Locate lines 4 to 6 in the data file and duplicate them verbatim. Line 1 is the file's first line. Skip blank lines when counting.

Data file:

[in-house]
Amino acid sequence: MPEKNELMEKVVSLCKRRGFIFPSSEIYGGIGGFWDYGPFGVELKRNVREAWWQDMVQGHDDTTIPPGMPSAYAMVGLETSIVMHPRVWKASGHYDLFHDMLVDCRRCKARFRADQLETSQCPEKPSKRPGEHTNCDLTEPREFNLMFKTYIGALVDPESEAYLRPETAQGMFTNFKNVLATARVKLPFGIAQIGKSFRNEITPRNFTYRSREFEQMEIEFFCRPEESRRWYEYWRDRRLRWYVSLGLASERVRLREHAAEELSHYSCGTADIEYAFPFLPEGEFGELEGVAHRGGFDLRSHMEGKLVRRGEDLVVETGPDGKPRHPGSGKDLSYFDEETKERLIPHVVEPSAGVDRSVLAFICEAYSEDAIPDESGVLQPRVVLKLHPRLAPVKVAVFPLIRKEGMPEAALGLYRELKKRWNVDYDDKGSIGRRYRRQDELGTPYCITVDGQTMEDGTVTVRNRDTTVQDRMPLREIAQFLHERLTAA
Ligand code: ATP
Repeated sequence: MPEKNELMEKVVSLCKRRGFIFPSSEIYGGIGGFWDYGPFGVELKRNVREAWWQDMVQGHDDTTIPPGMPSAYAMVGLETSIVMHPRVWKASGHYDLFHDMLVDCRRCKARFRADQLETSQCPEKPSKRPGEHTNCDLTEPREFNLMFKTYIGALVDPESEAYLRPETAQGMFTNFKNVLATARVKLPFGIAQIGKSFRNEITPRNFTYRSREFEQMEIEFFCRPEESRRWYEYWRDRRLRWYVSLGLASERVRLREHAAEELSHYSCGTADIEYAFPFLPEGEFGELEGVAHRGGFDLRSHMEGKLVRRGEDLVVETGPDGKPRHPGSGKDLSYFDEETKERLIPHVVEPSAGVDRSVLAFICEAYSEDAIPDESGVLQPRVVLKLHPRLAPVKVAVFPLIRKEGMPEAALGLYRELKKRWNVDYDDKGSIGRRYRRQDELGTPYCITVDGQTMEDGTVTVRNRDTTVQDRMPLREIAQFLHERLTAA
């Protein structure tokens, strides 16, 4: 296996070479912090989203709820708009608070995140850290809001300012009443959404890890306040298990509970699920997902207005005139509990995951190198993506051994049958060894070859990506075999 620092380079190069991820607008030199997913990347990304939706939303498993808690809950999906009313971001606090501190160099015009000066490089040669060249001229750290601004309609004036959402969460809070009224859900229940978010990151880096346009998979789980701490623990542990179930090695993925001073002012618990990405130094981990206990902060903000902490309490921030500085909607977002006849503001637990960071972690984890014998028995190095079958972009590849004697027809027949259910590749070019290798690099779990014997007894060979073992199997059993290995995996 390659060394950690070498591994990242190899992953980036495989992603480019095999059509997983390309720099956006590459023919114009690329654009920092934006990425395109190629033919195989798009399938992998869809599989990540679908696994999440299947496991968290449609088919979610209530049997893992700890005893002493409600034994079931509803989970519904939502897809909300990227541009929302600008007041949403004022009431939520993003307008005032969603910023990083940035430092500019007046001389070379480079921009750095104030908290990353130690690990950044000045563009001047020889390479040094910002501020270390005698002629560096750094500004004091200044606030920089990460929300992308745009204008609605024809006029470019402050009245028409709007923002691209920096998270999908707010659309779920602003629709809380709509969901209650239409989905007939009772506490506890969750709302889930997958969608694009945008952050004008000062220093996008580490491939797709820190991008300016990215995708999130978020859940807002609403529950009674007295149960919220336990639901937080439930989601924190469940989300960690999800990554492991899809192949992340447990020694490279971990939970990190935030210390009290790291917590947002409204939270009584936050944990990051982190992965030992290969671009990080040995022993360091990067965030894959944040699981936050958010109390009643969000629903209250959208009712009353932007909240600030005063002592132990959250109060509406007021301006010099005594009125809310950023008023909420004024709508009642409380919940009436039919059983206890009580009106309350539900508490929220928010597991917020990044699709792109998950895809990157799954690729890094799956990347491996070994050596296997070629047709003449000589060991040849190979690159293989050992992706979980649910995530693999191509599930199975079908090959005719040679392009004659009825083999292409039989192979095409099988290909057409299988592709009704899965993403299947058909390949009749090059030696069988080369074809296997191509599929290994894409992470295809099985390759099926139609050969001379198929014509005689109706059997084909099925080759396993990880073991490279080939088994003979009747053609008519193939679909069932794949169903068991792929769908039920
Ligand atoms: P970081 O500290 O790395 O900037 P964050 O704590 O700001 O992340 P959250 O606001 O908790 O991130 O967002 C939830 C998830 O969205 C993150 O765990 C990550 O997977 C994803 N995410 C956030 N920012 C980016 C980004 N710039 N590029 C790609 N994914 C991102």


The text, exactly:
Repeated sequence: MPEKNELMEKVVSLCKRRGFIFPSSEIYGGIGGFWDYGPFGVELKRNVREAWWQDMVQGHDDTTIPPGMPSAYAMVGLETSIVMHPRVWKASGHYDLFHDMLVDCRRCKARFRADQLETSQCPEKPSKRPGEHTNCDLTEPREFNLMFKTYIGALVDPESEAYLRPETAQGMFTNFKNVLATARVKLPFGIAQIGKSFRNEITPRNFTYRSREFEQMEIEFFCRPEESRRWYEYWRDRRLRWYVSLGLASERVRLREHAAEELSHYSCGTADIEYAFPFLPEGEFGELEGVAHRGGFDLRSHMEGKLVRRGEDLVVETGPDGKPRHPGSGKDLSYFDEETKERLIPHVVEPSAGVDRSVLAFICEAYSEDAIPDESGVLQPRVVLKLHPRLAPVKVAVFPLIRKEGMPEAALGLYRELKKRWNVDYDDKGSIGRRYRRQDELGTPYCITVDGQTMEDGTVTVRNRDTTVQDRMPLREIAQFLHERLTAA
């Protein structure tokens, strides 16, 4: 296996070479912090989203709820708009608070995140850290809001300012009443959404890890306040298990509970699920997902207005005139509990995951190198993506051994049958060894070859990506075999 620092380079190069991820607008030199997913990347990304939706939303498993808690809950999906009313971001606090501190160099015009000066490089040669060249001229750290601004309609004036959402969460809070009224859900229940978010990151880096346009998979789980701490623990542990179930090695993925001073002012618990990405130094981990206990902060903000902490309490921030500085909607977002006849503001637990960071972690984890014998028995190095079958972009590849004697027809027949259910590749070019290798690099779990014997007894060979073992199997059993290995995996 390659060394950690070498591994990242190899992953980036495989992603480019095999059509997983390309720099956006590459023919114009690329654009920092934006990425395109190629033919195989798009399938992998869809599989990540679908696994999440299947496991968290449609088919979610209530049997893992700890005893002493409600034994079931509803989970519904939502897809909300990227541009929302600008007041949403004022009431939520993003307008005032969603910023990083940035430092500019007046001389070379480079921009750095104030908290990353130690690990950044000045563009001047020889390479040094910002501020270390005698002629560096750094500004004091200044606030920089990460929300992308745009204008609605024809006029470019402050009245028409709007923002691209920096998270999908707010659309779920602003629709809380709509969901209650239409989905007939009772506490506890969750709302889930997958969608694009945008952050004008000062220093996008580490491939797709820190991008300016990215995708999130978020859940807002609403529950009674007295149960919220336990639901937080439930989601924190469940989300960690999800990554492991899809192949992340447990020694490279971990939970990190935030210390009290790291917590947002409204939270009584936050944990990051982190992965030992290969671009990080040995022993360091990067965030894959944040699981936050958010109390009643969000629903209250959208009712009353932007909240600030005063002592132990959250109060509406007021301006010099005594009125809310950023008023909420004024709508009642409380919940009436039919059983206890009580009106309350539900508490929220928010597991917020990044699709792109998950895809990157799954690729890094799956990347491996070994050596296997070629047709003449000589060991040849190979690159293989050992992706979980649910995530693999191509599930199975079908090959005719040679392009004659009825083999292409039989192979095409099988290909057409299988592709009704899965993403299947058909390949009749090059030696069988080369074809296997191509599929290994894409992470295809099985390759099926139609050969001379198929014509005689109706059997084909099925080759396993990880073991490279080939088994003979009747053609008519193939679909069932794949169903068991792929769908039920
Ligand atoms: P970081 O500290 O790395 O900037 P964050 O704590 O700001 O992340 P959250 O606001 O908790 O991130 O967002 C939830 C998830 O969205 C993150 O765990 C990550 O997977 C994803 N995410 C956030 N920012 C980016 C980004 N710039 N590029 C790609 N994914 C991102």